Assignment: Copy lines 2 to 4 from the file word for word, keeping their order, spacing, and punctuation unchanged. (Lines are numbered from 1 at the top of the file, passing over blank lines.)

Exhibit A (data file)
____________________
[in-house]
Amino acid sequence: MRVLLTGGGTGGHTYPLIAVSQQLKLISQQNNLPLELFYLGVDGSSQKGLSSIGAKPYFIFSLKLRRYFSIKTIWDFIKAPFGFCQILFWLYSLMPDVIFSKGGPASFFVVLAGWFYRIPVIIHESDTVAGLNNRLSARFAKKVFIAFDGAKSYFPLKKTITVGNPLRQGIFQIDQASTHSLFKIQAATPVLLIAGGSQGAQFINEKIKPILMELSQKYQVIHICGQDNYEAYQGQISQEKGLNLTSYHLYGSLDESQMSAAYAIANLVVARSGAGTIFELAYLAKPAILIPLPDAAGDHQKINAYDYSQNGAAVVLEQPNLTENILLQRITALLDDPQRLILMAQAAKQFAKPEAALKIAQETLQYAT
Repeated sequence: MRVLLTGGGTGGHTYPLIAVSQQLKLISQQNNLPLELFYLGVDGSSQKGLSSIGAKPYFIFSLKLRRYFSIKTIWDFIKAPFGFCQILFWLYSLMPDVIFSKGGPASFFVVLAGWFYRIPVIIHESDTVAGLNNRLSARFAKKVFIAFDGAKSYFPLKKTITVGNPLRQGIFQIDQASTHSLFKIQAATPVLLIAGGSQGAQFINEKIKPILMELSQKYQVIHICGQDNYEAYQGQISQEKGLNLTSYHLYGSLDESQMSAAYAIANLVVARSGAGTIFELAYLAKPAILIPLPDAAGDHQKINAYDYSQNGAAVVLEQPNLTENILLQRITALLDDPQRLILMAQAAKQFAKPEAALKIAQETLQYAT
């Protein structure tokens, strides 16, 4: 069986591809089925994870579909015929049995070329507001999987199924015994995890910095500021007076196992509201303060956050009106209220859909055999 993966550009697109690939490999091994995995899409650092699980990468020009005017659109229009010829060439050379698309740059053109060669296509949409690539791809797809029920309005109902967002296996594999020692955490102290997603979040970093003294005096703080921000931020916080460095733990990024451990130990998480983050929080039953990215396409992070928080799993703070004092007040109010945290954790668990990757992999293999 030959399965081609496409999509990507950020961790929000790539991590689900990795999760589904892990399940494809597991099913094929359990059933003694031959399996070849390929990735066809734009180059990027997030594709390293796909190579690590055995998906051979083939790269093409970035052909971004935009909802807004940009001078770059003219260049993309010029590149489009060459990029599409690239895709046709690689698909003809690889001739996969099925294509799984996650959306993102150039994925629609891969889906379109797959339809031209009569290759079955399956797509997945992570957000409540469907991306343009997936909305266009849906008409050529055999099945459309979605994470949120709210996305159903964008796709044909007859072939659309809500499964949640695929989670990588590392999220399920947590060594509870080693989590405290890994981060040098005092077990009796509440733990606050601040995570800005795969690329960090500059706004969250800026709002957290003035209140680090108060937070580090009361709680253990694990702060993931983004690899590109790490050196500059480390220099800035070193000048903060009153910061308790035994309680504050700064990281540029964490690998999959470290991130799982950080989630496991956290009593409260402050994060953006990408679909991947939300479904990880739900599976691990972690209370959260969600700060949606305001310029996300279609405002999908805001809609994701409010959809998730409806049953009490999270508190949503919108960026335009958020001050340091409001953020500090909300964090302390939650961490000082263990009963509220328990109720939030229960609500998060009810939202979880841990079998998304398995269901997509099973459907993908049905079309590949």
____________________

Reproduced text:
Amino acid sequence: MRVLLTGGGTGGHTYPLIAVSQQLKLISQQNNLPLELFYLGVDGSSQKGLSSIGAKPYFIFSLKLRRYFSIKTIWDFIKAPFGFCQILFWLYSLMPDVIFSKGGPASFFVVLAGWFYRIPVIIHESDTVAGLNNRLSARFAKKVFIAFDGAKSYFPLKKTITVGNPLRQGIFQIDQASTHSLFKIQAATPVLLIAGGSQGAQFINEKIKPILMELSQKYQVIHICGQDNYEAYQGQISQEKGLNLTSYHLYGSLDESQMSAAYAIANLVVARSGAGTIFELAYLAKPAILIPLPDAAGDHQKINAYDYSQNGAAVVLEQPNLTENILLQRITALLDDPQRLILMAQAAKQFAKPEAALKIAQETLQYAT
Repeated sequence: MRVLLTGGGTGGHTYPLIAVSQQLKLISQQNNLPLELFYLGVDGSSQKGLSSIGAKPYFIFSLKLRRYFSIKTIWDFIKAPFGFCQILFWLYSLMPDVIFSKGGPASFFVVLAGWFYRIPVIIHESDTVAGLNNRLSARFAKKVFIAFDGAKSYFPLKKTITVGNPLRQGIFQIDQASTHSLFKIQAATPVLLIAGGSQGAQFINEKIKPILMELSQKYQVIHICGQDNYEAYQGQISQEKGLNLTSYHLYGSLDESQMSAAYAIANLVVARSGAGTIFELAYLAKPAILIPLPDAAGDHQKINAYDYSQNGAAVVLEQPNLTENILLQRITALLDDPQRLILMAQAAKQFAKPEAALKIAQETLQYAT
């Protein structure tokens, strides 16, 4: 069986591809089925994870579909015929049995070329507001999987199924015994995890910095500021007076196992509201303060956050009106209220859909055999 993966550009697109690939490999091994995995899409650092699980990468020009005017659109229009010829060439050379698309740059053109060669296509949409690539791809797809029920309005109902967002296996594999020692955490102290997603979040970093003294005096703080921000931020916080460095733990990024451990130990998480983050929080039953990215396409992070928080799993703070004092007040109010945290954790668990990757992999293999 030959399965081609496409999509990507950020961790929000790539991590689900990795999760589904892990399940494809597991099913094929359990059933003694031959399996070849390929990735066809734009180059990027997030594709390293796909190579690590055995998906051979083939790269093409970035052909971004935009909802807004940009001078770059003219260049993309010029590149489009060459990029599409690239895709046709690689698909003809690889001739996969099925294509799984996650959306993102150039994925629609891969889906379109797959339809031209009569290759079955399956797509997945992570957000409540469907991306343009997936909305266009849906008409050529055999099945459309979605994470949120709210996305159903964008796709044909007859072939659309809500499964949640695929989670990588590392999220399920947590060594509870080693989590405290890994981060040098005092077990009796509440733990606050601040995570800005795969690329960090500059706004969250800026709002957290003035209140680090108060937070580090009361709680253990694990702060993931983004690899590109790490050196500059480390220099800035070193000048903060009153910061308790035994309680504050700064990281540029964490690998999959470290991130799982950080989630496991956290009593409260402050994060953006990408679909991947939300479904990880739900599976691990972690209370959260969600700060949606305001310029996300279609405002999908805001809609994701409010959809998730409806049953009490999270508190949503919108960026335009958020001050340091409001953020500090909300964090302390939650961490000082263990009963509220328990109720939030229960609500998060009810939202979880841990079998998304398995269901997509099973459907993908049905079309590949």